Wilkin after Beechey - 1796 Stipple Engraving, Children Relieving a Beggar Boy
DescriptionA stipple engraving with etching, coloured in plate, by Charles Wilkin (c.1750-1814) after Sir William Beechey RA's (1753-1839) painting 'Portrait of Sir Francis Ford's Children Giving a Coin to a Beggar Boy' (1793), in the collection of the Tate. Inscribed with the title, names of the artists, date, and publisher information in plate to the lower edge, along with the lines: 'Here poor Boy without a hat / Take this Ha'penny'. Presented in a distressed gilt frame with a bead course to the inner edge. On wove.
There is foxing and discolouration. There are surface cracks, scuffs, losses, and areas of retouching to the frame.
45.2 x 37.7cm (17.8" x 14.8")Framed Size: 62.5 x 50.8cm (24.6" x 20")
Charles Wilkin (c.1750-1814) was an English engraver, painter and publisher who exhibited at the Royal Academy between 1783 and 1808, and is best known for his stipple engravings. Some of his more famous works were 'Lady Cockburn and her Children' (1792) after Joshua Reynolds and 'Mrs Parkyns' (1795) after John Hoppner. Wilkin also published ten stipple-engraved prints depicting 'Portraits of Ladies of Rank and Fashion' (1797-1803), 'executed in a manner to unite the Higher Finishing of Painting with the Spirit and Freedom of Drawing' - three were his own and seven were after John Hoppner, though Wilkin was vexed over 'the Difficulty that attends getting Mr Hoppner’s Pictures'. Technically, Wilkin's engravings 'are among the best examples of stipple, the admixture of etched lines and a vigorous use of the roulette preserving a thoroughly draughtsman like style'. Wilkin managed to stipple-engrave with a quite distinctive style, which was not an easy achievement since this form of engraving does not lend itself to individual expression. Frank Wilkin (Francis William Wilkin, 1800-1842) and Henry Wilkin (1801-1852), his sons, also exhibited their paintings at the Royal Academy.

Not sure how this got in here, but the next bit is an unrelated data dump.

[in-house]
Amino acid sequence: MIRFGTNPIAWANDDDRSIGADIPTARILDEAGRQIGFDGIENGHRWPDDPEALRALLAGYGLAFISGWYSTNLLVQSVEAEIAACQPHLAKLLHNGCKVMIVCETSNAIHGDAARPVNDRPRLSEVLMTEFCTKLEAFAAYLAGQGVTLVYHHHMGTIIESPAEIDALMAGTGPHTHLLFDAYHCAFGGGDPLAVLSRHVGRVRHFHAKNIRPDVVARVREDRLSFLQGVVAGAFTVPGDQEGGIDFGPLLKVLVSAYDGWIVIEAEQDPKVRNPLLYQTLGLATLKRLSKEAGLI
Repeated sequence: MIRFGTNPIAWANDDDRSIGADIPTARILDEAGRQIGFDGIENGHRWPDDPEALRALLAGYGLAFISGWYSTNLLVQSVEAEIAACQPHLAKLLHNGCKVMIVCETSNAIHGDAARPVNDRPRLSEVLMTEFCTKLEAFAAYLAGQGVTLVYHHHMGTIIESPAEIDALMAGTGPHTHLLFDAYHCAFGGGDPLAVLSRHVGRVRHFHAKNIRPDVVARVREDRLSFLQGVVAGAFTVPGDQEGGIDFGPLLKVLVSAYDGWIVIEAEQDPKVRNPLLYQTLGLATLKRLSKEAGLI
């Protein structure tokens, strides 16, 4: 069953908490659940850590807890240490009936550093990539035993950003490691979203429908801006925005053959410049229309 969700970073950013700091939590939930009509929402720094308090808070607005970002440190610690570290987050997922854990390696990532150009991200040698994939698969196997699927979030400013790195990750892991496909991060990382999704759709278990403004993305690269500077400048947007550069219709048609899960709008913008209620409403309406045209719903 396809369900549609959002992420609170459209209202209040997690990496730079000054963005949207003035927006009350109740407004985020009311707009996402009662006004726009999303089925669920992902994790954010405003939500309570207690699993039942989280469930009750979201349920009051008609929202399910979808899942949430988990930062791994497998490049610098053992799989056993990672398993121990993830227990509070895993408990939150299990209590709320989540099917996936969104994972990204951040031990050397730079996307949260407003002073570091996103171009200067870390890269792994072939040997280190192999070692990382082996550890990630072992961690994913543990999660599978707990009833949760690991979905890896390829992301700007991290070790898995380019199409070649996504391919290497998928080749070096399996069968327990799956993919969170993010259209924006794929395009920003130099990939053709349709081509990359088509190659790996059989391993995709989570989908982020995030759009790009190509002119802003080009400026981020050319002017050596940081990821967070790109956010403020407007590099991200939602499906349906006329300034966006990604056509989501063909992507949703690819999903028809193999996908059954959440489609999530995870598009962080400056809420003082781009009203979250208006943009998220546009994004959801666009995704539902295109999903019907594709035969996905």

|Artist||Charles Wilkin (c.1750-1814) after Sir William Beechey RA (1753-1839)|
|Dimensions||45.2 x 37.7cm|
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